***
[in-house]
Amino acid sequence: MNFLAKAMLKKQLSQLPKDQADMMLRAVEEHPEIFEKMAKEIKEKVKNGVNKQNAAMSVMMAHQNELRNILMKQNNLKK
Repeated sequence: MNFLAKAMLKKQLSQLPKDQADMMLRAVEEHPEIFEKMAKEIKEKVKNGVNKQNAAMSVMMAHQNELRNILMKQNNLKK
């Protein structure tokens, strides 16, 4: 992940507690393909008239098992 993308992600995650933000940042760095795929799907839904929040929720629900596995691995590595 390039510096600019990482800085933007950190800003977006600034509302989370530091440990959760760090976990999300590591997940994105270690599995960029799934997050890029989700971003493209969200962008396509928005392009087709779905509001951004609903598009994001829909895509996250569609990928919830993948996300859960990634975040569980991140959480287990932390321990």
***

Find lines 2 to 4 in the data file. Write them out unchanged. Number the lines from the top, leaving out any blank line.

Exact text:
Amino acid sequence: MNFLAKAMLKKQLSQLPKDQADMMLRAVEEHPEIFEKMAKEIKEKVKNGVNKQNAAMSVMMAHQNELRNILMKQNNLKK
Repeated sequence: MNFLAKAMLKKQLSQLPKDQADMMLRAVEEHPEIFEKMAKEIKEKVKNGVNKQNAAMSVMMAHQNELRNILMKQNNLKK
């Protein structure tokens, strides 16, 4: 992940507690393909008239098992 993308992600995650933000940042760095795929799907839904929040929720629900596995691995590595 390039510096600019990482800085933007950190800003977006600034509302989370530091440990959760760090976990999300590591997940994105270690599995960029799934997050890029989700971003493209969200962008396509928005392009087709779905509001951004609903598009994001829909895509996250569609990928919830993948996300859960990634975040569980991140959480287990932390321990």